FDA puts limit on simvastatin dosage

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Physicians should curb prescriptions for the 80-milligram dose of the cholesterol-lowering statin drug simvastatin due to risk of muscle injury, the Food and Drug Administration said Thursday.

The agency advises that only patients who have been on the 80-milligram version of the drug for a year or more without consequence should continue to take it. If physicians find that 40 milligrams is not adequately controlling a patient's LDL levels, the FDA says a different statin should be employed instead.

Simvastatin's brand name is Zocor. It is widely used because it is less expensive than other options. The FDA estimates that about 2.1 million people were prescribed a medication containing 80 milligrams of simvastatin last year.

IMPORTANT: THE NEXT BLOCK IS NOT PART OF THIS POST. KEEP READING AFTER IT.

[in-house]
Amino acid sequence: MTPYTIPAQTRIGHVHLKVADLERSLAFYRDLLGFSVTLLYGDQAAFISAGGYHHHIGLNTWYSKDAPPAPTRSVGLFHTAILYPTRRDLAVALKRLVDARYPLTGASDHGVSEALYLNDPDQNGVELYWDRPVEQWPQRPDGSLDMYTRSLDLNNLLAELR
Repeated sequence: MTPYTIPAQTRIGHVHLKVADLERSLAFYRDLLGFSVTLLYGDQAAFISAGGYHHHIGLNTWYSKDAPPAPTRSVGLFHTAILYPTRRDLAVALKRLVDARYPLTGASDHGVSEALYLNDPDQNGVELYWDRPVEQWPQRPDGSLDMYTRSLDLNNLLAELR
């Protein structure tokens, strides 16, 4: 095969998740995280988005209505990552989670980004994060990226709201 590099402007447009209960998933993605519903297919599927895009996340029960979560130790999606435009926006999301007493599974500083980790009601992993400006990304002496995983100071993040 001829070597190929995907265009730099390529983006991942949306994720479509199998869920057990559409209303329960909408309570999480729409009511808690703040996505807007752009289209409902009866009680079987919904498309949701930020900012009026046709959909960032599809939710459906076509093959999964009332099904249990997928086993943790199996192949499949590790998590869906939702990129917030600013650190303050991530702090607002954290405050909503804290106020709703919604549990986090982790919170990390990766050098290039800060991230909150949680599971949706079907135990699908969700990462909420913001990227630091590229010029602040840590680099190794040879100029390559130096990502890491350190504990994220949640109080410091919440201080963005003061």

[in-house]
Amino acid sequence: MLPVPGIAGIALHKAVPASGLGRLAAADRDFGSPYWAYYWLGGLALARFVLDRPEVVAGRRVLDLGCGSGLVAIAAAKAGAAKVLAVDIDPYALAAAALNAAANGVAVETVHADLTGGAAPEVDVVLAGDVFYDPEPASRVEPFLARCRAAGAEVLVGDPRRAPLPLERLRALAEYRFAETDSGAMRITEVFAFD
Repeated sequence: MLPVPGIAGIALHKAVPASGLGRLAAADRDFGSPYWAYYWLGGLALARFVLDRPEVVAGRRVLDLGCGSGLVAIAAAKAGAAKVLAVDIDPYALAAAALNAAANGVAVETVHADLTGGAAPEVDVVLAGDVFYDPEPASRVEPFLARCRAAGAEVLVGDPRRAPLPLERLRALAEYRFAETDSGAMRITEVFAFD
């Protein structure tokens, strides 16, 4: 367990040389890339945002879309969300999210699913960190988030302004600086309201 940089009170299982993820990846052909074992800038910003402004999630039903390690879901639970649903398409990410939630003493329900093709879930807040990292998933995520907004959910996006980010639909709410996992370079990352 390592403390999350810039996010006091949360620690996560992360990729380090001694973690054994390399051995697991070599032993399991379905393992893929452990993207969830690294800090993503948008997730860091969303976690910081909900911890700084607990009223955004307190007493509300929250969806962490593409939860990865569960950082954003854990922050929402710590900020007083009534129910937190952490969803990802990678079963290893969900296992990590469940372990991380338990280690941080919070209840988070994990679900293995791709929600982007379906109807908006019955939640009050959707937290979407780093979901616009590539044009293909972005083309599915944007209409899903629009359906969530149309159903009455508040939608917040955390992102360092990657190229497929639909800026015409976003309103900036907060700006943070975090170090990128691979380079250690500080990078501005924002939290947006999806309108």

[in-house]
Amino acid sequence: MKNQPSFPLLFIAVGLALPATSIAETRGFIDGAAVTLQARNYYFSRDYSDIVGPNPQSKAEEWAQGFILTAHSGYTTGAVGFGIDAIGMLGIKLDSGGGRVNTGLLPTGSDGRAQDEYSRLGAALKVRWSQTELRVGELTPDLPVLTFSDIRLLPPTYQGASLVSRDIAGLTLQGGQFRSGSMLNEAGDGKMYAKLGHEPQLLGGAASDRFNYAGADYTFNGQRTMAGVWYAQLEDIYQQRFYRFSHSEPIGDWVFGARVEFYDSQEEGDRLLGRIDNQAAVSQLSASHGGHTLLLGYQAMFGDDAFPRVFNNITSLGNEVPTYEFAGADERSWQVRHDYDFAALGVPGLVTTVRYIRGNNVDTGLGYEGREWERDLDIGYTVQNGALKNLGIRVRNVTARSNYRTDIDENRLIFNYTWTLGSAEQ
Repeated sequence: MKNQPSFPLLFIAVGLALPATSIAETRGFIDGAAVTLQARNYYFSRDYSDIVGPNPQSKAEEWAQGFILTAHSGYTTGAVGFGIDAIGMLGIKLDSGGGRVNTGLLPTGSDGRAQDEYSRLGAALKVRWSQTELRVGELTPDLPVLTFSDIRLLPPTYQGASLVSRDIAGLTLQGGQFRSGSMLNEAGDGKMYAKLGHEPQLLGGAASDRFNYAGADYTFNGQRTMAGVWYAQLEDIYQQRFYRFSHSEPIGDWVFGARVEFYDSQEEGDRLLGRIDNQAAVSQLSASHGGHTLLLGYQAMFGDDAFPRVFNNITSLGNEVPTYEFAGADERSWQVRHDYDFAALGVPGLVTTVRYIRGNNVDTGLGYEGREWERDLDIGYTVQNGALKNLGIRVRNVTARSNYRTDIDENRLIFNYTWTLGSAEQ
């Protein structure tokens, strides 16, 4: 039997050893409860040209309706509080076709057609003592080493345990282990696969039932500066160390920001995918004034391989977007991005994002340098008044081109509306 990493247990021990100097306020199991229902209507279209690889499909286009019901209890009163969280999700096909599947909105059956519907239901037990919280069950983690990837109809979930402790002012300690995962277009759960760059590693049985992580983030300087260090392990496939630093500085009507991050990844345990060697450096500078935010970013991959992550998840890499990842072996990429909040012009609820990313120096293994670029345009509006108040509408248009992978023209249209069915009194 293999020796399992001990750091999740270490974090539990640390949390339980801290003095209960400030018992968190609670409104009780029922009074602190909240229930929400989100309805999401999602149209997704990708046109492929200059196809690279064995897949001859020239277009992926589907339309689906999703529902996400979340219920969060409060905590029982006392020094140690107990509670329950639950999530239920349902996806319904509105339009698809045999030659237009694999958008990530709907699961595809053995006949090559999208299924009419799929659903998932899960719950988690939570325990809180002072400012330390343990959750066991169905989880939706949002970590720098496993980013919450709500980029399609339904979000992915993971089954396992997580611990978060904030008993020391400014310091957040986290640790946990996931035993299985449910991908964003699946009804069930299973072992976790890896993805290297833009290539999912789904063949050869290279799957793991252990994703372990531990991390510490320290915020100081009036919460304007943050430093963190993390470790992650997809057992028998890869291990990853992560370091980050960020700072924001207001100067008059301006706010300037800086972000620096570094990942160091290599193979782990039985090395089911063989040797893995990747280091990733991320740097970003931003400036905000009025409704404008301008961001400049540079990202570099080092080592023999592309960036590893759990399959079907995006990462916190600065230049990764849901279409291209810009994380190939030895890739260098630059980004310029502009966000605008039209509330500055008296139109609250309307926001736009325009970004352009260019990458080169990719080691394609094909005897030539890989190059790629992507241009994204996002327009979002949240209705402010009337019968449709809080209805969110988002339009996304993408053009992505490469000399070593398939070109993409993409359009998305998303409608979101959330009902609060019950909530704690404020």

All statin drugs carry the risk of causing an injury known as myopathy, which causes muscle weakness and pain, according to the FDA. But the risk is higher at more than 80 milligrams since myopathy can occur when simvastatin interacts with other medications. The FDA notes that the benefits of statins generally outweigh the risks presented by the side effects, and cautions patients not to stop taking statins without consulting a doctor.